Differential Gene Expression: Ischemic vs. Nonischemic


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Differential Gene Expression: Ischemic vs. Nonischemic

  1. 1. Differential Gene Expression: Ischemic vs. Nonischemic Jing Hu Dongmei Li Shuyan Wan Richard Yamada Jeong-Me Yoon Zailong Wang (Mentor)
  2. 2. Outline for Our Talk <ul><li>Introduction and summary of previous work (Richard) </li></ul><ul><li>Exploratory Analysis of Data (Jeong-Mi) </li></ul><ul><li>Statistical Methods (Shuyan) </li></ul><ul><li>Selected Gene Analysis (Jing) </li></ul><ul><li>Conclusions and Further Work (Dongmei) </li></ul>
  3. 3. Human Heart Function
  4. 4. Arteries
  5. 5. What is Ischemic Cardiomyopathy? <ul><li>Ischemic – Lack of Blood and Oxygen </li></ul><ul><li>Cardio – Refers to the Heart </li></ul><ul><li>Myopathy – Muscle Related Disease </li></ul><ul><li>“ ischemic cardiomyopathy is a medical term that doctors use to describe patients who have congestive heart failure that is a result of coronary artery disease .” (coronary arteries are blocked) </li></ul>
  6. 6. Ischemic Cardiac Myopathy <ul><li>Risk Factors: genetics, smoking, high fat diet, obesity, and prior heart problems </li></ul><ul><li>Incidence: 1 in 100, typically male, starting with middle age </li></ul><ul><li>Symptoms include: chest pain, shortness of breath, irregular/rapid pulse, and sensation of feeling the heart beat </li></ul><ul><li>Treatment Regimens: ACE inhibitors, beta blockers, angioplasty (to improve blood flow to the damaged or weakened heart muscle), and heart transplant (severe cases) </li></ul>
  7. 7. The Basic Scientific Question <ul><li>What kinds of changes occur in cardiac transcription profiles brought about by heart failure? </li></ul><ul><li>2 ways to go about attacking the question: Molecular Biology (hypothesis based) vs High Thru-put techniques (i.e. microarrays followed by confirmation of gene expression with qPCR) </li></ul>
  8. 8. Differential Expression between ischemic and non-ischemic cardiomyopathy patients <ul><li>“ Gene expression analysis of ischemic and nonischemic cardiomyopathy: shared and distinct gene in the development of heart failure” </li></ul><ul><li>M. Kittleson, K. Minhas, R. Irizarry, S. Ye, G. Edness, E. Breton, J. Conte, G. Tamselli, J. Garcia, and J. Hare. Physiol. Genomics, 21:299-307, 2005 </li></ul>
  9. 9. Methods of Kittleson et al <ul><li>31 cardiomyopathy vs. 6 normal patients (clinical characteristics were reasonably similar within groups) </li></ul><ul><li>Tissue taken from cardio-myopathy patients at the time of LVAD or cardiac transplantation </li></ul><ul><li>Identified differentially expressed genes in 2 comparisons: NICM (hypertrophic, valvular, alcholic) vs NF hearts and ICM vs NF using significance analysis of microarrays </li></ul><ul><li>Identified genes with FDR < 5% and absolute fold change greater than 2.0 </li></ul>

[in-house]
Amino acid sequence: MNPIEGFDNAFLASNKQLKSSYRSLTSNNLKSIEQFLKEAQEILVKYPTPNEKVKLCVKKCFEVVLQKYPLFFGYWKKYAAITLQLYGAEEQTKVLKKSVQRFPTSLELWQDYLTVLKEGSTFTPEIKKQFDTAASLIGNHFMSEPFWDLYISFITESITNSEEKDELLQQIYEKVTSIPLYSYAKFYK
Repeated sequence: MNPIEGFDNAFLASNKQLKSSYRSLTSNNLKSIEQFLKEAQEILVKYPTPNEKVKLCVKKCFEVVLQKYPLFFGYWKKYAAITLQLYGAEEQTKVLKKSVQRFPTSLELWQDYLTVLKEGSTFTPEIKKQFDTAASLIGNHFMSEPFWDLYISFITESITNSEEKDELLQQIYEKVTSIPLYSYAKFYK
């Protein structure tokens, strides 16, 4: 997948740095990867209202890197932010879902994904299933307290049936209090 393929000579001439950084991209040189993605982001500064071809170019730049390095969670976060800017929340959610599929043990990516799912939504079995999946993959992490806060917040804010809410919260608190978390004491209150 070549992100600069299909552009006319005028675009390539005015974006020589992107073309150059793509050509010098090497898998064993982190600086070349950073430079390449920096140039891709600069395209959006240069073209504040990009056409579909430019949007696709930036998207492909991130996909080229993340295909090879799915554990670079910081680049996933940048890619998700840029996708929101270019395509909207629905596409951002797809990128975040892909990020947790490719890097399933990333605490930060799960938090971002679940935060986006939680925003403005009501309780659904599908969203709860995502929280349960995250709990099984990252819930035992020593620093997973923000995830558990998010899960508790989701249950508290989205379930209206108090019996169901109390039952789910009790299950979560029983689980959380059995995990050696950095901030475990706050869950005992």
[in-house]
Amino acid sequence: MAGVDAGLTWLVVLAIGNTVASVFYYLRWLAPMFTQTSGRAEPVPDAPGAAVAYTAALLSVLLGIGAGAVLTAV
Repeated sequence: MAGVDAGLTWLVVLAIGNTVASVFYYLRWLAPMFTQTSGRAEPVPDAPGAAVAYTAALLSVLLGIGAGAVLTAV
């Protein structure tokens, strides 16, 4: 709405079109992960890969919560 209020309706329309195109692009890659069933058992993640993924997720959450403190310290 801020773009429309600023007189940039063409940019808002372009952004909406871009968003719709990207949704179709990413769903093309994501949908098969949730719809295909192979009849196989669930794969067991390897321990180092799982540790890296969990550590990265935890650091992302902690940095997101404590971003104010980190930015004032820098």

10. 10. Conclusions of Kittleson et al <ul><li>No hypothesis, but the microarray experiment was used to generate hypothesis </li></ul><ul><li>Types of genes differentially expressed (41 total): cell growth maintenance(9), signal transduction(7), metabolism(3), cell adhesion/cell communication(2), binding(2), and catalytic activity(2), nucleus(3), other (13) </li></ul>
  11. 11. Conclusions of Kittleson et al <ul><li>Predominance of fatty acid metabolic genes – genesis of NICM might be metabolic in nature </li></ul><ul><li>Predominance of abnormalities in catalytic activity with ICM (serine proteinase inhibitors) </li></ul><ul><li>TNFRSF11B (member of TNF receptor subfamily) is significantly downregulated in ICM </li></ul>
  12. 12. Experimental Procedure for Data that We are Using <ul><li>Collected myocardial samples from patients undergoing cardiac transplantation whose failure arises from ischemic cardiomyopathy and from &quot;normal&quot; organ donors whose hearts cannot be used for transplants </li></ul><ul><li>The transcriptional profile of the mRNA in these samples was measured with gene array technology. </li></ul><ul><li>Changes in transcriptional profiles can be correlated with the physiologic profile of heart-failure hearts acquired at the time of transplantation. </li></ul>
  13. 13. Working ‘ Hypothesis ’? <ul><li>Because of the results of Kittleson et al, we can generate a simple working hypothesis: </li></ul><ul><li>Our differentially expressed genes, using our methods of statistical analysis of the data, should “roughly” be the same as what Kittleson et al obtained in their paper . </li></ul>
  14. 14. Exploratory Analysis of Data <ul><li>Goal: identify genes whose expression levels are </li></ul><ul><li>differentially expressed between Ischemic and </li></ul><ul><li>Normal. </li></ul><ul><li>Affymetrix Data with Two Population: </li></ul><ul><li>54,675 genes are expressed </li></ul><ul><li>for 32 Ischemic samples </li></ul><ul><li>14 Normal samples </li></ul><ul><li>How do we compare? </li></ul>